Selection for the weekend of May 21 - 23, 1999

Little City

Little City is an example of a movie trying too hard to be hip. The movie details the romantic entanglements and resulting disasters of six people in San Francisco. Adam (Josh Charles) is dating Nina (Anabella Sciorra) who is fooling around with Kevin (Jon Bon Jovi) who works with Rebecca (Penelope Ann Miller) who is attracted to Adam who still holds a torch for former girl friend Kate (JoAnna Going) who left him for Ann (JoBeth Williams) who is trying to woo Rebecca. Confused? That's the problem with this movie. There are too many characters thrown together with little or no plot. Because there are so many characters, each scene is drastically cut to 2 or 3 minutes that don't give the actors enough screen time to fully develop their characters. This is unfortunate because the movie is blessed with a fantastic, talented cast.

One of the faes you'll quickly recognize is Josh Charles. You may remember him from ABC's Sportsnight, or the movies Threesome (if you remember him from Threesome, I feel very sorry that you actually watched and remembered that movie) or Dead Poet's Society. He does a great job playing cab driver/artist Adam. He deftly portrays the anger his character feels when he discovers his girlfriend Nina is fooling around with his best friend Kevin. Then, he does an even better job when romancing Rebecca. Miller and Charles are the only two actors among the many couplings who have any chemistry at all. I would have enjoyed the movie much better if writer and director Roberto Benabib focused on those two characters and disposed of some of the lesser roles.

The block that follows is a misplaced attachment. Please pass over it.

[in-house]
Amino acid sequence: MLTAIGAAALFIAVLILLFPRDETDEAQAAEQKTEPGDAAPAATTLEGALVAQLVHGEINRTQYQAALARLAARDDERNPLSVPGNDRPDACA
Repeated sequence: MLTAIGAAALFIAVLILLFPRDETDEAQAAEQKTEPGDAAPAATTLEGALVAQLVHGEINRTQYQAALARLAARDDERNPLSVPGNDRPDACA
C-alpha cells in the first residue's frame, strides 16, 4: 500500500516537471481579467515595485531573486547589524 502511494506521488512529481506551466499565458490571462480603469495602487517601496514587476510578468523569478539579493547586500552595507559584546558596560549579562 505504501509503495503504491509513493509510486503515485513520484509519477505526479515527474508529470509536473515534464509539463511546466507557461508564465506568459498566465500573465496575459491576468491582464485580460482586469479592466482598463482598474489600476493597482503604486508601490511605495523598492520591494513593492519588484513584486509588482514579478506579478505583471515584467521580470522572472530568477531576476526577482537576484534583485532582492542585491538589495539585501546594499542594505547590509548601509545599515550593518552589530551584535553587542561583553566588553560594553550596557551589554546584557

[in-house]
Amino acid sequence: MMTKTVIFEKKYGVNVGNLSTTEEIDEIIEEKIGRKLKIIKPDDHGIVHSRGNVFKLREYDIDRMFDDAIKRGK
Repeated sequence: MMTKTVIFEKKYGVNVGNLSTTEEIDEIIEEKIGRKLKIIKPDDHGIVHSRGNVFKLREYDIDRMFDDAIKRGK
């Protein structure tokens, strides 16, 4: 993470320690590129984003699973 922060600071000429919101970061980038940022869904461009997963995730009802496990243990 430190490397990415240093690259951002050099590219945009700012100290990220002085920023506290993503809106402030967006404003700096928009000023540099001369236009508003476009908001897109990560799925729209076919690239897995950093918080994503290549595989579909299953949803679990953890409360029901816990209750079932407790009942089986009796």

Another actor who does a solid job, but is underused, is Jon Bon Jovi. After a strong turn in the movie Moonlight and Valentino, Bon Jovi again shows that he can act. He plays recovering alcoholic Kevin with a refreshing sublty. Early on, the audience gets the impression that he will be the central character, but he disappears in the middle as Charles takes center stage. Towards the end of the movie, it finds a plot and he re-emerges when Nina discovers she is pregnant, but does not know if Kevin or Adam is the father.

JoBeth Williams and Anabella Sciorra just don't belong in this movie. Williams seems stiff and uncomfortable as lesbian art teacher Ann. Sciorra is a great actress, but just seems out of step with the rest of the cast. I don't feel any chemistry between her and either of her romantic interests, Charles and Bon Jovi.

The movie is not without merit. A good love triangle develops between Miller, Charles and Going. Frankly, an entire movie could have been written around their storyline where Going leaves Charles, but wants him back after he has met Miller. It is one of the few plot points in the entire movie and shines because Miller and Charles have such great chemistry.

Benabib also does a good job providing some of the characters with a confessional outlet that allows us to learn about them. Scirorra actually goes to a confessional. Bon Jovi has alcoholic anonymous meetings. Charles converses with his taxi dispatcher. Unfortunately, these devices get bogged down by psychobabble. Each character tries to explain his or her feelings and actions through childhood events. This is very popular in today's culture, but comes off as a lot of hooey in the movie.

The movie was unceremoniously released in September of 1997 and only recently came to video. I can only reason that Charles' recent success with Sportsnight has prompted Miramax to release it. Benabib has some potential, but has to simplify his future movies. Too much ambition ruined what could have been a very entertaining movie.

Little City: C-

Writer and Director: Roberto Benabib


Jon Bon Jovi ……………………….. Kevin

Josh Charles ……………………….. Adam

Penelope Ann-Miller ……………….. Rebecca

Annabella Sciora …………………… Nina

Joanna Going ………………………. Kate

JoBeth Williams…………………….. Ann


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